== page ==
Avalanche, Upper Bhavani, Mukurti and Pykara are all places that are near Ooty and must be seen for their scenery. The reservoirs at Avalanche and Upper Bhavani are excellent waters for angling with the rainbow trout in particular abundance. All these places have an attractive mixed landscape of forests, shola-grasslands and tea-filled slopes.

Finally, for the scientifically curious, en route to Avalanche from Ooty is India’s largest radio telescope. So also the Hindustan Photo Films in the Wenlock Downs, the only factory of its kind in India, manufacturing sensitized photographic materials.

The region is a treasure of wildlife, with some animals even native to these southern mountain ranges. There is that deep-voiced Nilgiri langur (Presbytis johnii) with its shiny black body and yellow-brown crown. The Nilgiri langur happens to be one of the five langur species found in India and Sri Lanka. These langurs of the Nilgiris are often found in the sholas, which are amongst their favourite haunts. It’s in the sholas that you can also see the lion-tailed macaque.

The shy, timid and hard-to-spot Nilgiri tahr (Hemitragus hylocrius) also has its home in these blue mountains. This animal has pride of place in being the only wild goat to inhabit any region south of the Himalayas. It has a short coat, dark yellow brown in color, and prefers to inhabit craggy regions above forest level. The Nilgiris are home to a great variety of carnivorous animals like tigers, panthers, jackals and hyenas. Elephants, wildcats, civet cats, giant squirrels and mongoose are also part of Nilgiri fauna. The Nilgiri marten, nightjar, hill mynah, and golden oriole are some of the region’s avifauna. In essence, this range of mountains harbors a massive diversity of animal life.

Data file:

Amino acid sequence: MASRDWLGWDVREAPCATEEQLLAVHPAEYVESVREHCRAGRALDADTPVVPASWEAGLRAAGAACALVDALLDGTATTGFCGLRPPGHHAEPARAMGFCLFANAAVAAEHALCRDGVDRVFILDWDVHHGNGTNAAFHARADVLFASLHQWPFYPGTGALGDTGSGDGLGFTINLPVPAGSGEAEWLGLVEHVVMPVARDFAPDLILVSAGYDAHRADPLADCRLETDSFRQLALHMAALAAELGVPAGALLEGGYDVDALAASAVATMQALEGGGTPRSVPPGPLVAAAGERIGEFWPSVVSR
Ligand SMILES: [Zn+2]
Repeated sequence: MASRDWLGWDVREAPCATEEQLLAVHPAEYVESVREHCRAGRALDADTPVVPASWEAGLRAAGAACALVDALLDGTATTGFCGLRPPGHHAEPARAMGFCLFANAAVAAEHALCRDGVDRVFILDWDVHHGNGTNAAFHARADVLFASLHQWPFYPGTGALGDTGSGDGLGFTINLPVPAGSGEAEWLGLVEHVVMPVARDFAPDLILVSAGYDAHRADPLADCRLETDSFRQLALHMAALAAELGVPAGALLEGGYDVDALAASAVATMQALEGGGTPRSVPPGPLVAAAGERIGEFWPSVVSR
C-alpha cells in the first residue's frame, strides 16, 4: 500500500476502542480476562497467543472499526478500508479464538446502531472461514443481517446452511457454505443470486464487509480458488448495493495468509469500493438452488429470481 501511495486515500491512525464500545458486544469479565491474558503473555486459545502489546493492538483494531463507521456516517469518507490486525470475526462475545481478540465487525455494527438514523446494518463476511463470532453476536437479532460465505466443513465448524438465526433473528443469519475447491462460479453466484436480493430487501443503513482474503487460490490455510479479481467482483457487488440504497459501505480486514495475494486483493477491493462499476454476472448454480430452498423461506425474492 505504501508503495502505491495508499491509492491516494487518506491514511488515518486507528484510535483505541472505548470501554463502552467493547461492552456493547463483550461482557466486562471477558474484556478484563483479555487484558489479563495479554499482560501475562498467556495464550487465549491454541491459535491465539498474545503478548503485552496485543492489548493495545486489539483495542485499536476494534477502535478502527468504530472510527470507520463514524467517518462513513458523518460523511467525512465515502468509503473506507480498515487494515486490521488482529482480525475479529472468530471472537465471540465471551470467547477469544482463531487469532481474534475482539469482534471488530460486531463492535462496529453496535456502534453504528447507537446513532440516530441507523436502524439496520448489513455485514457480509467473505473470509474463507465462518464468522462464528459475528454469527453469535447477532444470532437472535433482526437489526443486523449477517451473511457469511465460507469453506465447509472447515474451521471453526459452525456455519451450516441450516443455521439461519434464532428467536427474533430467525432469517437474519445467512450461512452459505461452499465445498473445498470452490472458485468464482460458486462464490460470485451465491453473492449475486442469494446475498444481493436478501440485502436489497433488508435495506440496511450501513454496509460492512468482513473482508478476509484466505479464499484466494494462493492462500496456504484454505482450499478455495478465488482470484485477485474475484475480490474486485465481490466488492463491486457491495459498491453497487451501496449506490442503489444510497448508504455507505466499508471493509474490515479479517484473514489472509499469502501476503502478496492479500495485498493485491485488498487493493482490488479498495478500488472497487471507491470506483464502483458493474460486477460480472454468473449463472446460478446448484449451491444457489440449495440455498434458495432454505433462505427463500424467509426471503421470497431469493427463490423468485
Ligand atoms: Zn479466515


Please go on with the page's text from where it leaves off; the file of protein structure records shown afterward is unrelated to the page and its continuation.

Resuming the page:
Coimbatore, 105 km from Ooty, is the nearest airport. Indian Airlines has flight to Coimbatore from Bangalore, Cochin and Madras.

The Blue Mountain Express to Ooty is from Mettupalayam (47 km). Mettupalayam can be reached from Coimbatore by the Tea Garden Express.

All important towns of Tamilnadu, Kerala and Karnataka are connected to Ooty.